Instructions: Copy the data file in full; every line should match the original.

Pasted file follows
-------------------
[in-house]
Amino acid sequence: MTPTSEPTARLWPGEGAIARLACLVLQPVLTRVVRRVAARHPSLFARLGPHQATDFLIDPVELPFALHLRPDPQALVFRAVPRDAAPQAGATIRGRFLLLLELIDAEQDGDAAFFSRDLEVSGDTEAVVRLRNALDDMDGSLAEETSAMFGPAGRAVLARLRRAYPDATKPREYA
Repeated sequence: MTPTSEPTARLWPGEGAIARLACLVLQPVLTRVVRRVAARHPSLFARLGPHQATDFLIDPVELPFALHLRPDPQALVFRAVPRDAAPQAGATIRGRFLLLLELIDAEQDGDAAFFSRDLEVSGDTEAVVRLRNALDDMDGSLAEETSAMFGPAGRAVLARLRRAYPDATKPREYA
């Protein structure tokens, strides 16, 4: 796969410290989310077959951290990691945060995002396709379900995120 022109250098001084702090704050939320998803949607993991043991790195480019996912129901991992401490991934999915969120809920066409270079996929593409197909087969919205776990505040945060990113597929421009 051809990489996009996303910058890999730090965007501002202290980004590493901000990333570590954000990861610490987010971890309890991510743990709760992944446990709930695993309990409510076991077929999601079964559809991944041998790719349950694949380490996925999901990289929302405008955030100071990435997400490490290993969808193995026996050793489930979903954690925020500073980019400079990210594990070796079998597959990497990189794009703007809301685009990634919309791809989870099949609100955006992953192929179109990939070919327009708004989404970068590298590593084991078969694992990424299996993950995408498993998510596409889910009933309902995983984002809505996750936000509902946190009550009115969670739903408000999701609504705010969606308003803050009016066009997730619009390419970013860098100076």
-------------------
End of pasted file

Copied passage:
[in-house]
Amino acid sequence: MTPTSEPTARLWPGEGAIARLACLVLQPVLTRVVRRVAARHPSLFARLGPHQATDFLIDPVELPFALHLRPDPQALVFRAVPRDAAPQAGATIRGRFLLLLELIDAEQDGDAAFFSRDLEVSGDTEAVVRLRNALDDMDGSLAEETSAMFGPAGRAVLARLRRAYPDATKPREYA
Repeated sequence: MTPTSEPTARLWPGEGAIARLACLVLQPVLTRVVRRVAARHPSLFARLGPHQATDFLIDPVELPFALHLRPDPQALVFRAVPRDAAPQAGATIRGRFLLLLELIDAEQDGDAAFFSRDLEVSGDTEAVVRLRNALDDMDGSLAEETSAMFGPAGRAVLARLRRAYPDATKPREYA
């Protein structure tokens, strides 16, 4: 796969410290989310077959951290990691945060995002396709379900995120 022109250098001084702090704050939320998803949607993991043991790195480019996912129901991992401490991934999915969120809920066409270079996929593409197909087969919205776990505040945060990113597929421009 051809990489996009996303910058890999730090965007501002202290980004590493901000990333570590954000990861610490987010971890309890991510743990709760992944446990709930695993309990409510076991077929999601079964559809991944041998790719349950694949380490996925999901990289929302405008955030100071990435997400490490290993969808193995026996050793489930979903954690925020500073980019400079990210594990070796079998597959990497990189794009703007809301685009990634919309791809989870099949609100955006992953192929179109990939070919327009708004989404970068590298590593084991078969694992990424299996993950995408498993998510596409889910009933309902995983984002809505996750936000509902946190009550009115969670739903408000999701609504705010969606308003803050009016066009997730619009390419970013860098100076």